There’s a “syndrome” called ACOA – are you familiar with it? It means Adult Child of Alcoholic, or, as experience has taught me, Adult (or teen) Child of any Addict.
I came across it years ago, before I trained actually. Before I really understood what alcoholism was, or how common it is. I was lucky, I know. Since then I’ve learned how the idea of ACOA as a collection of “habits” really helps to explain a lot of the thought patterns and behaviours that thousands of adults experience and struggle with every day – every hour maybe. And the people who love them struggle too.
Begorrah and Top o’the Morning etc – ’tis Paddy’s Day tomorrow! (Sincerest apologies to those who hate calling it that and hate those phrases….)
Whatever you call it, it’s nearly here – Woohoo!!!
I love it actually. It’s great to have a day to celebrate our Irishness, our heritage, our achievements, our collective history. But we all know what really happening don’t we? It’s a day off for most of us, and drinking. Lots and lots of drinking. “The Sesh” – a new tradition to honour the way Saint Patrick got off his head on Vodka and drove the schhnakes out of Ireland… Sure he was a great fella. And isn’t it great the way it falls on Saturday this year so we won’t ‘have’ to call in sick while we deal with the fear, or worse?
(Like assault, liver failure, death…)
And I’m aware this week, as I am every year, of the sense of dread for those among us that are living with problematic drinking – which is a soft way of saying alcoholism I suppose – and that’s a lot of us. Most people reading this have an alcoholic in their family. There are families everywhere who’ll still be dealing with the fallout of Saturday this day next week. Mom or Dad or both were worse than usual, more abusive, more aggressive. There’ll be shouting, sulking, irrationality and it will be followed by remorse, empty-feeling apologies and genuine sounding promises that won’t be kept.
How many people reading this will be sick on Saturday and Sunday? Feeling they should stop drinking but not wanting to appear as “lightweights”. Not wanting to avoid ridicule. How many fights were started, how many unwise decisions made?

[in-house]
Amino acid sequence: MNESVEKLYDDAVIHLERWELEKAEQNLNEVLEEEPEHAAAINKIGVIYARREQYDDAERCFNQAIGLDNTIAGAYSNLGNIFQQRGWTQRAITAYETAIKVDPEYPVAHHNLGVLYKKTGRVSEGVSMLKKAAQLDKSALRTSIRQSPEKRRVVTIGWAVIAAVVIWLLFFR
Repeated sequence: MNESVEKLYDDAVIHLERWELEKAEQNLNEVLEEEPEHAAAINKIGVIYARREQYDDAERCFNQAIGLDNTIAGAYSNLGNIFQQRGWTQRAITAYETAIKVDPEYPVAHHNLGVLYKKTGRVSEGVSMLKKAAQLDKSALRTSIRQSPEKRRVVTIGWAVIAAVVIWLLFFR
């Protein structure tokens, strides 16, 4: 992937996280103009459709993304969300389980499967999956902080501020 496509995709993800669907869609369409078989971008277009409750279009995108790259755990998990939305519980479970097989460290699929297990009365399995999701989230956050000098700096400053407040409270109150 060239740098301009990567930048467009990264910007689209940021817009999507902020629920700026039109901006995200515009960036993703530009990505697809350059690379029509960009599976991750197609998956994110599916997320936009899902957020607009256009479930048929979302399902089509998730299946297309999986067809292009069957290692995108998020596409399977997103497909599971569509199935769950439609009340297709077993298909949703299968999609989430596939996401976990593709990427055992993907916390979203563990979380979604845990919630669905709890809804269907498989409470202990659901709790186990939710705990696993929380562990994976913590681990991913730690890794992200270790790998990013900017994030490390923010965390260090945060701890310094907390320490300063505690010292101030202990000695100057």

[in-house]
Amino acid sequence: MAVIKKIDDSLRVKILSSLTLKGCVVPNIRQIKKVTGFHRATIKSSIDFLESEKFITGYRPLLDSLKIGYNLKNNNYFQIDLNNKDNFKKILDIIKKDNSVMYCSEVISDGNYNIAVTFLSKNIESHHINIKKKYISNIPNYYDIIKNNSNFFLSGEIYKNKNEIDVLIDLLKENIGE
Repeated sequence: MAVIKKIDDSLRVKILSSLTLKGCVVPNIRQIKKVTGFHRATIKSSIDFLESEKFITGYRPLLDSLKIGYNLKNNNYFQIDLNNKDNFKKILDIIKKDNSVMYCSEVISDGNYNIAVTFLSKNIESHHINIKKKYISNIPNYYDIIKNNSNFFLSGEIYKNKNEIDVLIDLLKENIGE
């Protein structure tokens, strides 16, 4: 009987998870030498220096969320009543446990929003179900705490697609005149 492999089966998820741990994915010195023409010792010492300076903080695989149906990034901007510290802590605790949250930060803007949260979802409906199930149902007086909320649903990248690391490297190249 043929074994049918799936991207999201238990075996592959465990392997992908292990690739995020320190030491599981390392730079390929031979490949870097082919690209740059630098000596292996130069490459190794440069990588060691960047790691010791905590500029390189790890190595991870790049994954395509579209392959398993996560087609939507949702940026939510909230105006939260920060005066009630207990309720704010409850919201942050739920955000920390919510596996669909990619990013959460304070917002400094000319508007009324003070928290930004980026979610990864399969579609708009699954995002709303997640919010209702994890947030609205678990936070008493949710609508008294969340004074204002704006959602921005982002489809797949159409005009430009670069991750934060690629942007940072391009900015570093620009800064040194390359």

How many of these people will be your kids, or their friends?
We have a wealth of things in this country that are worth celebrating, loving and cherishing. We are incredibly fortunate to live here. And while we love to complain, and there are things that could certainly be a lot better, the fact that we are fortunate remains true. Our greatest resource is of course our youth.
Last night I heard someone giving out (again) about teachers and parents saying THEY need to take our heads out of the sand when it comes to teen drinking. Well, I’ll take a slightly different slant – we all need to take our heads out of the bottle!
Teenagers are not the issue here!
Let’s stop telling stories about how hilarious it was when yer one fell asleep at the bar and fell off her stool. Or about how the fear was so bad he had to stay in bed all day with the shakes. Or how he doesn’t even remember getting home LOLLOLLOL! – must’ve been a good one! Gas man….
I don’t want to trigger guilt in anyone reading this, please, I really don’t. What I want, what I’d love is for us all to have a think about what we’re doing here. We are teaching our kids to have drink problems. We’re normalising the over-use of a drug that has dangerous effects on our behaviour and health – both short and long term. It’s pretty serious. And besides anything else, it’s costing us a fortune to deal with this mess. Worse though, it’s costing us our youth.
I’ve been meaning to have a wee rant re the whole “Twelve Pubs” thing.
I know many young (and not so young) people who are about to go on this new-and-not-so-noble tradition of mass alcohol poisoning with a view to consuming at least one unit of alcohol per pub (X12) in a few short hours.
As the evening draws in I find myself wondering what’s happening on the streets of Ireland this evening. How many people are starting to feel dizzy and sick from drink, feeling they should stop but not wanting to appear as “lightweights”. How many fights have started, how many unwise decisions have been made, how many people are fumbling frustratedly in their pockets, wondering where all their money has gone (already ?!!? and on pay day?!!..). How are the bar staff coping, the health care workers, the guards, the families?
While listening to Neil Prendeville on 96FM, I caught part of a discussion on the rate of violence on Cork’s streets. There is a general need to assign blame for escalating violence. Scapegoats ranged from “drink and drugs” to “nightclubs”.